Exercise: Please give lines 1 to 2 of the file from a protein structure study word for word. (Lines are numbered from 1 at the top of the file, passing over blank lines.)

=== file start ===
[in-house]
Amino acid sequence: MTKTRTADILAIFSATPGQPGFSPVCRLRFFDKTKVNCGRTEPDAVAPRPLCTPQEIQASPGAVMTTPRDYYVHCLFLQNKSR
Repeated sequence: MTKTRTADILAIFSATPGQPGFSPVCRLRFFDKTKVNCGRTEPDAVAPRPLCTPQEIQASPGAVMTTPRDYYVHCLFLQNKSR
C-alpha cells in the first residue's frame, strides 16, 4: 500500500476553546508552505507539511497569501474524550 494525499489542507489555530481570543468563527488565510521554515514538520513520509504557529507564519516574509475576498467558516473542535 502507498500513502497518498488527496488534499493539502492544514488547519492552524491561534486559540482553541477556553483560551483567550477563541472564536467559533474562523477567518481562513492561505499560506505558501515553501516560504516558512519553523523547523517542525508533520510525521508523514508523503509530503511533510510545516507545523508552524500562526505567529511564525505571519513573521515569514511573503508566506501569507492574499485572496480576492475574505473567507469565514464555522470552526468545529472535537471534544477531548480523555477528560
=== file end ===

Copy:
[in-house]
Amino acid sequence: MTKTRTADILAIFSATPGQPGFSPVCRLRFFDKTKVNCGRTEPDAVAPRPLCTPQEIQASPGAVMTTPRDYYVHCLFLQNKSR